SI Vault
Richard Hoffer
May 20, 2002
As he storms toward his showdown with Lennox Lewis, is Mike Tyson the ultimate psycho celebrity in the midst of a public breakdown—or the shrewdest self-promoter in boxing history?
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May 20, 2002

All The Rage

As he storms toward his showdown with Lennox Lewis, is Mike Tyson the ultimate psycho celebrity in the midst of a public breakdown—or the shrewdest self-promoter in boxing history?

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Here, take a look: Mike Tyson is in his beach-front cabana in Maui, having run his six miles on the sand, in great shape (as far as you can tell) and strangely calm, given the intense nature of his preparations, the desperate state of his professional life, the shambles of his business affairs. He and one of his assistant trainers are hunched at a laptop, poring over a web page, picking out pigeons to buy online. (He has a thousand.) Behind Tyson is a stack of books—Machiavelli in Hell by Sebastian de Grazia and the Ultimate Encyclopedia of Mythology. Outside, you can hear a gentle surf, maybe 20 yards away. A trade wind moves small clouds across the baby-blue horizon beyond his patio. Tyson looks up as a parade of international writers files in, and paradise be damned, a shape of bitterness suddenly forms in his mind.

"All my antagonists," he says by way of acknowledgment, a Maui menace now. An idea! "I ought to close the gate and beat your f——— asses, you all crying like women. Just close the gate. Kick your f——— asses."

These are his first words as he disengages from the childlike innocence of buying pets. He is not serious, of course; he beats no f——— asses. But he means to demonstrate how easily he can shuck the cloak of civility when it comes to his public life. He is not to be trifled with. A day later, when he meets broadcasters separately (like the writers, handpicked and briefed to a comical fare-thee-well by a nervously grinning New York p.r. man), he tells a young woman reporter from CNN/SI, "I normally don't do interviews with women unless I fornicate with them, so you shouldn't talk anymore, unless you want to, you know...." He is not serious. Of course.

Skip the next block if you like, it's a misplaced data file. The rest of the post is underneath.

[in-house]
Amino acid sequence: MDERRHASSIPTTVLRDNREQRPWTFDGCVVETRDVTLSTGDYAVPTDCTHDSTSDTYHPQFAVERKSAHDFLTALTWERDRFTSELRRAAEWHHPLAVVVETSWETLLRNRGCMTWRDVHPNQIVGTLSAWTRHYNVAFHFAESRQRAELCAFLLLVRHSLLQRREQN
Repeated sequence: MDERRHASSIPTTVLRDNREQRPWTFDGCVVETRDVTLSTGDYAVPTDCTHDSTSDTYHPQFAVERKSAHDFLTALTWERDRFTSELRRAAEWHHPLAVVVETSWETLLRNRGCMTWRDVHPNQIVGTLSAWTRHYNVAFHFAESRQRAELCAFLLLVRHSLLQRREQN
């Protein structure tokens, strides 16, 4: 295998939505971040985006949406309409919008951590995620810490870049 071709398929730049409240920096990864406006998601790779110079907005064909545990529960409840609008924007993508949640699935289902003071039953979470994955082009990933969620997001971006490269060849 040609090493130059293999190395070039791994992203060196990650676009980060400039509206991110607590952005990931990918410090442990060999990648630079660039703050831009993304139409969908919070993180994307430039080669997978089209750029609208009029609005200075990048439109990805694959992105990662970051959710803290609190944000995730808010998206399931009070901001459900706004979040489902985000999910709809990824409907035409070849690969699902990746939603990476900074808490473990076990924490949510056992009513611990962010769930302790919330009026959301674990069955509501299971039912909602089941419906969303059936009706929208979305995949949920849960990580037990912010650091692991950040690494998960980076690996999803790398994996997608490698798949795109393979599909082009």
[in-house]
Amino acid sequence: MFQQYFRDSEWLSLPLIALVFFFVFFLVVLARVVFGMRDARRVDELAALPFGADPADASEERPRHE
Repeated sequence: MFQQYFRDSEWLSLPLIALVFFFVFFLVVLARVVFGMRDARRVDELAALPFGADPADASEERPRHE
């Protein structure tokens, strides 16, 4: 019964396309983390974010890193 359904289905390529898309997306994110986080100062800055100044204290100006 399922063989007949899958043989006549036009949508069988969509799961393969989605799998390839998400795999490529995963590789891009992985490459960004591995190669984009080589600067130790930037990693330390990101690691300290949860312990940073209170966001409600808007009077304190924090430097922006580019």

This is what everybody has come to see and hear, and nobody is disappointed. The rage is so ready that it seems practiced, the hatred by now ritual. Is it shtick? Or is it really a horrific unraveling? Questions to think about. Also: Does it matter?

For quite some time now Tyson has coasted on the fumes of his anger, as if it's all he's got left, as if it's all we want. He's long since crossed from boxing into a lurid show business where his chronic inability to exist in normal society has been all the entertainment value we need. Certainly, for years now, he's been satisfied to substitute aberrant behavior for actual athletic performance. And who can blame him? There has been no downside to that, except possibly an artistic or historic one. (He really could have been one of the greatest of all time.) Financially, it's been a bonanza. Outside of the occasional stretch behind bars, which is the acceptable, perhaps necessary, overhead in such a career, his perversity has paid off sensationally. Do you think Mike Tyson is earning a minimum of $175 million for his next fight because he's coming off a knockout of Brian (the Danish Pastry) Nielsen? Or because he bit Lennox Lewis on the leg at their last press conference? These days aberrant behavior wins every time.